Our present A. ludens results differ, to one degree or another, from previous studies of A. ludens and other Anastrepha spp. Sexual male maturation was advanced by the methoprene application and to a lesser extent by the protein supply. While topical methoprene applications improved sexual performance only in the laboratory experiment and not to the same extent by the dietary protein, this was not the case in the closely related A. suspensa. In this species, methoprene and dietary protein increased sexual competency to a similar extent. Their combination was additive and yielded a significant improvement in sexual success (Pereira et al. 2009, 2010b). Similar results have also been found in A. fraterculus (Segura et al. 2009). Male A. serpentina provided methoprene in a sugar diet ‘called’ (a combined acoustic and chemical sexual signal) more often, but this was not the case in A. obliqua or A. striata (Aluja et al. 2009).

Acceleration of female maturation with JH analogues was previously studied by Segura et al. (2009), who report a differential response to methoprene application in male and female A. fraterculus that acts as a physiological sexing system. However, unlike Segura et al. (2009), who found no effect of the methoprene in female A. fraterculus, our results with A. ludens indicate some effect of the methoprene in female A. ludens and thus only a reduced differential response between sexes. However, their experimental design and objectives were quite different from ours.

Although there was a significant interaction between protein and methoprene in our data, the relationship of nutritional status to methoprene is more complex than suggested by our experiments alone. Aluja et al. (2009) showed that changes in the sexual behaviour and maturation rates of adult male A. ludens following consumption of dietary methoprene depended on their developmental history. In those flies obtained from C. greggii, the putative ancestral host in which larvae feed on seeds, methoprene accelerated the first appearance of male calling behaviour and also the number of copulations obtained. But methoprene had no effect when flies were collected from C. paradisi, an exotic host in which larvae feed on pulp. In the absence of methoprene, there was a substantial host, presumably nutritional effect, with males from C. paradisi calling and mating nearly twice as often as those from C. greggii. A plausible interpretation of Aluja et al. (2009) that is somewhat consistent with our present results is that the effects of methoprene were masked by the physiological advantages enjoyed by insects originating from a nutritionally enriched host background.

In terms of sexual maturation, methoprene accelerated both A. ludens and A. suspensa at similar rates (Pereira et al. 2009). Aluja et al. (2009) report a different effect of methoprene application in A. ludens when larvae developed in different hosts (larval diets).

There are clearly important relationships between nutritional status (adult diet and host background) and JH activity in Anastrepha spp. Readily available sugar is known to be a basic requirement for survival and all activities in male tephritids (Landolt and Sivinski 1992; Teal et al. 2004). Providing in addition protein, however, has had more mixed results. Incorporation of hydrolysed yeast in the adult diet has already been shown to improve male sexual success in tephritids such as C. capitata (Blay and Yuval 1997; Yuval et al. 1998; Kaspi et al. 2000; Gavriel et al. 2010), A. obliqua, A. serpentina, A. striata (Aluja et al. 2001) and A. suspensa (Landolt and Sivinski 1992; Pereira et al. 2010a). Taylor and Yuval (1999) reported that female C. capitata store more sperm when they copulate with protein-fed males, which reduces subsequent female remating. In contrast to the present results, Aluja et al. (2001) found no effect of providing protein on male A. ludens sexual success. However, the same group (Aluja et al. 2008) reports an increase in the mating success of protein-fed males of A. ludens and A. striata, regardless of the size of the males tested. Thus, the effects of protein-addition may be conditional, as apparently are those of methoprene.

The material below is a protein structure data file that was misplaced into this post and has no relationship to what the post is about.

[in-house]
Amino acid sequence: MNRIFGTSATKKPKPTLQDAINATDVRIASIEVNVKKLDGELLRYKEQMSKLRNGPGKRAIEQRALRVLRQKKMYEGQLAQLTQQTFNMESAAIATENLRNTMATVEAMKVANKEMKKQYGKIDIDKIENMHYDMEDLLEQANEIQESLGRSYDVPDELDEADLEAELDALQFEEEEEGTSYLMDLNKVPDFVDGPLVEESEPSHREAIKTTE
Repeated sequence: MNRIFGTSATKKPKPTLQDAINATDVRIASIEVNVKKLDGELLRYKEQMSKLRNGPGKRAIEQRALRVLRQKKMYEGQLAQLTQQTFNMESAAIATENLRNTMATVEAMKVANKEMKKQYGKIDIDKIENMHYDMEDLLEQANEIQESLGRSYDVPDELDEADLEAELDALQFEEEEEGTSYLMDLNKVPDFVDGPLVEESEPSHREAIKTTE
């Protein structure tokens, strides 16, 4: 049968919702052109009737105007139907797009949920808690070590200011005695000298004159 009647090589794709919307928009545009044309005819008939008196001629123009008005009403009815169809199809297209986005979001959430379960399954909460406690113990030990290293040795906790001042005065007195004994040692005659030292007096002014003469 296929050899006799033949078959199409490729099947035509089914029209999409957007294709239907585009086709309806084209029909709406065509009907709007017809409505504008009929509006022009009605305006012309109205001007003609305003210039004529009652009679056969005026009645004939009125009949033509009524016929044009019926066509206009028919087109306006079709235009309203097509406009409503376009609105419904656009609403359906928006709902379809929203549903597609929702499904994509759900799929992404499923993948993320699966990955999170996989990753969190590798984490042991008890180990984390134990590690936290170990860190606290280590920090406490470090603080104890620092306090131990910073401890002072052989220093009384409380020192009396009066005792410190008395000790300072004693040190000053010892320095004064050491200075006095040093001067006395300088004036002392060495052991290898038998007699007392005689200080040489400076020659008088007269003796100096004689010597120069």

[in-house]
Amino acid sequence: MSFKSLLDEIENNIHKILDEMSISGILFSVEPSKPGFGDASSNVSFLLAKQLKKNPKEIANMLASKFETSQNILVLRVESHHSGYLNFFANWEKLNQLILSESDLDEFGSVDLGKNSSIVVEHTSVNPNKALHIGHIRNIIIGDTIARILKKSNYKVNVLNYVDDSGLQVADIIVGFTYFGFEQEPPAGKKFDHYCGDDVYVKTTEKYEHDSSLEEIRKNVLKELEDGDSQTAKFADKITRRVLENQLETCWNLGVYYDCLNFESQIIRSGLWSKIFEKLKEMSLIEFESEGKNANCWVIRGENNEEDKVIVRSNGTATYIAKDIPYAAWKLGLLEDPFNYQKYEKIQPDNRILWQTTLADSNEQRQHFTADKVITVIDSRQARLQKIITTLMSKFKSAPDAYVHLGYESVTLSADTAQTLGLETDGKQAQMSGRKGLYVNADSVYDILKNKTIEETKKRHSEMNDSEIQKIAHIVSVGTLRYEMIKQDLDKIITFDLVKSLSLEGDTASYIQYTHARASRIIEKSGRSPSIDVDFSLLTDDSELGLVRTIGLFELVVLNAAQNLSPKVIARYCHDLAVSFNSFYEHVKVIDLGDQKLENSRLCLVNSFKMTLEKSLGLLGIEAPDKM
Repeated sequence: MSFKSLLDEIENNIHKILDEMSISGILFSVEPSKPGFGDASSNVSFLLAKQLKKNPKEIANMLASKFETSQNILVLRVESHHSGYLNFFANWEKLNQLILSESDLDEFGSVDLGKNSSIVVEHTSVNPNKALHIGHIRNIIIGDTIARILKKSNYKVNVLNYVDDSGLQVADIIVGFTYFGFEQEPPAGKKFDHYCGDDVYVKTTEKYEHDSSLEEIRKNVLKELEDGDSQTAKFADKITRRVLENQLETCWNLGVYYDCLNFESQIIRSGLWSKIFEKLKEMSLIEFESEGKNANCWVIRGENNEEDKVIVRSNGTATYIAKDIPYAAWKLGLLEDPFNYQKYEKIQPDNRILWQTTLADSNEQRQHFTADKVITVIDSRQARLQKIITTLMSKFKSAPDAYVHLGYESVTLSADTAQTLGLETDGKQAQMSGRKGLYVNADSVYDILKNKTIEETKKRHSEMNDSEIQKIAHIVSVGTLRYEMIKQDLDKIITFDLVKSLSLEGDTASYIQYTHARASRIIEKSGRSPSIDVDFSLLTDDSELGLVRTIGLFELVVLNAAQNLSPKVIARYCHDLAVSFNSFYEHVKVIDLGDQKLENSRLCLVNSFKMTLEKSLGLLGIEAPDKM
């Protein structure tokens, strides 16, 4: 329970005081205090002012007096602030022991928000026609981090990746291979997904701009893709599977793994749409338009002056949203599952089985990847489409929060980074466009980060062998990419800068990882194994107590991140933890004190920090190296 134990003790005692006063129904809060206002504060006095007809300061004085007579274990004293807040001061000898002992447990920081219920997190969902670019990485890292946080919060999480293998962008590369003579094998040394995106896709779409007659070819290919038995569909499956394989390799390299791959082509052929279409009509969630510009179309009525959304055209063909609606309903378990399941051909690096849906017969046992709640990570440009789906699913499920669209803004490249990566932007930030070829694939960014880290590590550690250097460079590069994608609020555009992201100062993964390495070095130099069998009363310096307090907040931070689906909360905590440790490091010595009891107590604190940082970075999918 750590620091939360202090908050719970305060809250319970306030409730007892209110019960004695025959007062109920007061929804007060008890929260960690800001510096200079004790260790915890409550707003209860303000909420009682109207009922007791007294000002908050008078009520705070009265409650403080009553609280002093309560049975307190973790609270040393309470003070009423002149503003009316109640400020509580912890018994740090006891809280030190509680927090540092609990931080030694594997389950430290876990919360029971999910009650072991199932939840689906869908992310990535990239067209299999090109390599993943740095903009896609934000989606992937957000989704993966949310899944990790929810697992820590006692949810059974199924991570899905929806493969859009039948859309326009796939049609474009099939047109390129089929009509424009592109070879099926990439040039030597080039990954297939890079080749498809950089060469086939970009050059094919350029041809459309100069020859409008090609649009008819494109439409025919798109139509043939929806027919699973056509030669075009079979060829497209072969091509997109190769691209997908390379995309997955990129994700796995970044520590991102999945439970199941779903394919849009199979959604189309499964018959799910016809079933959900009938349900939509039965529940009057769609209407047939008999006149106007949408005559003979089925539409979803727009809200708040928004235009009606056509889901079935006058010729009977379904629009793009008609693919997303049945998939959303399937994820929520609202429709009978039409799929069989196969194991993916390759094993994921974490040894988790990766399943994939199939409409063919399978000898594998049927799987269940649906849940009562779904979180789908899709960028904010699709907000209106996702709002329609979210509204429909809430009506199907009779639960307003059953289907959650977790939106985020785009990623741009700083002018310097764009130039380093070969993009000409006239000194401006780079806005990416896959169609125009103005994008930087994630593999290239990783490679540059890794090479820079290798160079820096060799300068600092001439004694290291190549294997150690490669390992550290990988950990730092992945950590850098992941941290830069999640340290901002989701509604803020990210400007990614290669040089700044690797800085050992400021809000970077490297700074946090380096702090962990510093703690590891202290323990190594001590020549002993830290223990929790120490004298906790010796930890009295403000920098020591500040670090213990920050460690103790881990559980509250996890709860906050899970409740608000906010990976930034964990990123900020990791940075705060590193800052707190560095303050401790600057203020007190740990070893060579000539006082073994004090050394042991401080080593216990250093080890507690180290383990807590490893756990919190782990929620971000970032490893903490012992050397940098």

We suggest that the relationship of artificial larval diet components and exposure to both adult-dietary protein and methoprene be further explored. There may be significant opportunities to ‘fine-tune’ sterile male, and female, performance by manipulating all three variables. Regardless of physiological details and the possibility of future improvements, the present results already clearly suggest means to improve A. ludens sterile male quality. The acceleration of male maturation up to 4 days with methoprene treatments, and to a lesser degree by incorporating hydrolysed yeast in the pre-release diet, could reduce the time of handling flies in emergence facilities, lessen the space required for adult-storage prior to release and allow the release of sterile flies closer to sexual maturity, thus avoiding inevitable pre-maturation mortality in the field. All of this contributes to cost reductions and increased effectiveness. Ultimately, SIT depends on the release of competitive sterile males (Knipling 1955). Increased male signalling and pheromone production owing to hormonal and nutritional supplements, while not physiologically well understood (Teal and Gómez-Simuta 2002b), leads to both significantly greater lifetime sexual success in sterile males (Teal et al. 2000; Pereira et al. 2010a).

Acknowledgements

  1. Top of page
  2. Abstract
  3. Introduction
  4. Material and Methods
  5. Results
  6. Discussion
  7. Acknowledgements
  8. References

We thank to Diego Segura (INTA, Buenos Aires, Argentina) for critical review of an earlier version of this manuscript. This project was funded in part by the International Atomic Energy Agency (Research Contract 12863). Financial support to conduct the study was provided to RP by USDA.

References

  1. Top of page
  2. Abstract
  3. Introduction
  4. Material and Methods
  5. Results
  6. Discussion
  7. Acknowledgements
  8. References
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This article was published online on 23 September 2011. The reference for Gómez et al. (2013) has now been updated to show the correct citation details for J. Appl. Entomol. Vol. 137, Suppl. 1.